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Without leadership, and trust, where do we find ourselves?

21 Oct 2013

Without leadership, and trust, where do we find ourselves?

John-RogersA piece from Capstone’s CEO, John C. Rogers, on the failure of leadership in Washington, and how to fix it. Follow him on LinkedIn.

A friend of mine, Mike Myatt, recently wrote an article for Forbes on how the lack of Leadership is more than a little responsible for the shutdown and where we find ourselves today.  I couldn’t agree with him more. Much of our current mess is indeed due to a lack of leadership, on both sides of the aisle. As Mike eloquently states, “Our world is suffering greatly at the hands of people who have placed their desire to be right above the desire to achieve the right outcome. They confuse their need for an ego boost, their quest for power, and their thirst for greed with leadership. Many of the symptoms of poor leadership we’re seeing today may seemingly resolve themselves in the near term, but the greater problem won’t go away on its own.”

I keep asking myself, how did we get here?  A large part of the answer lies in trust.  We no longer trust our elected leaders. A Gallup poll conducted in September of this year found that the American people’s trust in the federal government to handle domestic and international problems and in the three branches of government are all at or near historic lows and that was BEFORE the Congressional shutdown and the debacle over the debt ceiling.

To me, leadership and trust go hand in hand. It’s awfully hard to lead when people don’t trust you. No doubt some of this goes to different policy makers and parties having honest differences of opinion. But spin is just that, blinders blind and ignorance may be bliss but it’s not an excuse. So when Mike says that part of this is the thirst for greed in leadership – he’s right. I’ve seen and see it around numerous Washington corners in conversations with otherwise thoughtful and rational senior elected officials. As another really smart friend of mine recently said, “event descriptions do not equal explanations.” Our elected officials tend to focus on explanations rather than objective descriptions of events.

“The vote failed to pass the Bill,” is an event description. “The vote failed to pass the Bill because the other guy is an ideologue who hasn’t a clue how we should run the government,” is the explanation. Adding to this is the earlier point that one can have honest disagreements in looking at the same thing. After all, when I see blue, others may see royal or navy.  We are our own unique observers. But we’ve heard politicians on both sides make declarative statements as fact when indeed they are describing an explanation, not an event.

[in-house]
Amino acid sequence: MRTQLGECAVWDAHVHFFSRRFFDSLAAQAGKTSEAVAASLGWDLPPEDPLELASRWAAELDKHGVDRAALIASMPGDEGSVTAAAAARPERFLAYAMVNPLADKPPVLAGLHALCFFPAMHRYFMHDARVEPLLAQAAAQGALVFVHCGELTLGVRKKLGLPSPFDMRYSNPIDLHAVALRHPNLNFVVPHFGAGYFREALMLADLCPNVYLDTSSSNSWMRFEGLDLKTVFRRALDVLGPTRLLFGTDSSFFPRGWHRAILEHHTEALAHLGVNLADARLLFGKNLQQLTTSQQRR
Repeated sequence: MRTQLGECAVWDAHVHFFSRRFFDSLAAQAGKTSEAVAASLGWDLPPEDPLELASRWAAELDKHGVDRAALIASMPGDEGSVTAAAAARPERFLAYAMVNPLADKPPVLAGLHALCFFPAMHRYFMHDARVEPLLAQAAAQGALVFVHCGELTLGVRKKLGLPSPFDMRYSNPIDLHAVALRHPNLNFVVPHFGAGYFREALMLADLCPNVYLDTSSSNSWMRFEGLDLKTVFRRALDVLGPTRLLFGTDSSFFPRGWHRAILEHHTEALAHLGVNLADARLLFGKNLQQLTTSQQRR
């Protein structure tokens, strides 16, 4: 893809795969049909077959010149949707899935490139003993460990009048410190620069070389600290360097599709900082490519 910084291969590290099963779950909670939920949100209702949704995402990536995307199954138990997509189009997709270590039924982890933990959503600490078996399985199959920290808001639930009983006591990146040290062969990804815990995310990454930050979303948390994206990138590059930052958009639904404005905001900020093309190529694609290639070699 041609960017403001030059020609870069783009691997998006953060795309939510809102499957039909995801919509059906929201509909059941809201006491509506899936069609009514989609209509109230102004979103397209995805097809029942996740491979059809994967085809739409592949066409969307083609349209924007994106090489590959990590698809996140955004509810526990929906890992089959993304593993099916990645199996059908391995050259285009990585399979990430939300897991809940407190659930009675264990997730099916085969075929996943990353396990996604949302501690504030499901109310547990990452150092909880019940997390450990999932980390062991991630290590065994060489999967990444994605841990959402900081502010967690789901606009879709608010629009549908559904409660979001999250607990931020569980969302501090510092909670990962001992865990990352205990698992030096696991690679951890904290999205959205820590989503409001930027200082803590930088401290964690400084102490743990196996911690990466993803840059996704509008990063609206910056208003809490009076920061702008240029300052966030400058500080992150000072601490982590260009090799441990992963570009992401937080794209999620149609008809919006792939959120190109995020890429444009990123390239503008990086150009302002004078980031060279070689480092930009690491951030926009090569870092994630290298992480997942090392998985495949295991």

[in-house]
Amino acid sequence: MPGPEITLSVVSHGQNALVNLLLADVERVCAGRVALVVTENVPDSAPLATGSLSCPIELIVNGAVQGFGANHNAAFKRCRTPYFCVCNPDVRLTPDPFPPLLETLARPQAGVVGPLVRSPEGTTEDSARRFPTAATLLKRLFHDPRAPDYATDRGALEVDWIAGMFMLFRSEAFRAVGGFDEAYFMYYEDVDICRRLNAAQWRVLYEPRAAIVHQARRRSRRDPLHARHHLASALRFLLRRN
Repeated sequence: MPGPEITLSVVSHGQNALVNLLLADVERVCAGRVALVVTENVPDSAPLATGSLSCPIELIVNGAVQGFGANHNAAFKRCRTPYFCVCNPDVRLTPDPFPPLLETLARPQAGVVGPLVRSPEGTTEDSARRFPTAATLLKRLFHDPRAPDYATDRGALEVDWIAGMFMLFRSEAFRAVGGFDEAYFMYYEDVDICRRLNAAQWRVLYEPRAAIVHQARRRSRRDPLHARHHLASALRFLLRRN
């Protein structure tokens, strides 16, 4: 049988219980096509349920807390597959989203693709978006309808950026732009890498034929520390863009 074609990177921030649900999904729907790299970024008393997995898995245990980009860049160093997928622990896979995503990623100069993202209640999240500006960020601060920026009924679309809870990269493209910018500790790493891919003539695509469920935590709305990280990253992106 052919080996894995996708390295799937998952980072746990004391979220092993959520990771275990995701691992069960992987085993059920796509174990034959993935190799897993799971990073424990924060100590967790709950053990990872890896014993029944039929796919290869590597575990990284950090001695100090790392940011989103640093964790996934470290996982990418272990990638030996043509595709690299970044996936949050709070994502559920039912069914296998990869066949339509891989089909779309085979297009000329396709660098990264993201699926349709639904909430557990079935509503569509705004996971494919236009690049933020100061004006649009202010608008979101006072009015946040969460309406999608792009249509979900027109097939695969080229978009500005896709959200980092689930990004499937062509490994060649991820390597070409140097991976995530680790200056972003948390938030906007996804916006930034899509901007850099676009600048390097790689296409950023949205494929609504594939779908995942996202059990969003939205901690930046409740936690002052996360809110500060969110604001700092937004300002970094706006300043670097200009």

“Washington is broke because of all the lobbyists.”

“It’s a slam dunk (that Iraq has Weapons of Mass destruction).”

“You’re doing a great job, Brownie.”

“It would bring stability to the world markets if we don’t raise the debt ceiling.”

All spoken as fact, none of it accurate, some of it crazy, none of it true.
Fueling this is the media onslaught that we all face with the 24/7 news cycle. There’s always the hunt for a story, to say nothing about social media. Think about how the iPhone and YouTube have changed politics. One can say that the iPhone significantly contributed to Romney’s loss (“the 47%”).  Regardless, the fact remains that we, as a society, are bombarded with messages.  The consequence is Americans don’t know who or what to believe anymore and they don’t trust anyone because they’ve been spun by virtually everyone whether it be their party or the other one.

Yes, there are big institutional issues that need to be tackled (campaign finance reform – the elimination of gerrymandered districts) and yes there are vast differences of opinion in what direction the country should go, but we’ve got to get the leadership right. And there’s no way to do that unless we trust them, and there’s no way to do that until people understand when they are being spun. Only when that happens will we have a chance at changing the very broken pattern that we are all part of with politics today in the USA.

 

The views in this blog post represent the viewpoints of individual team members, not Capstone National Partners as a whole.

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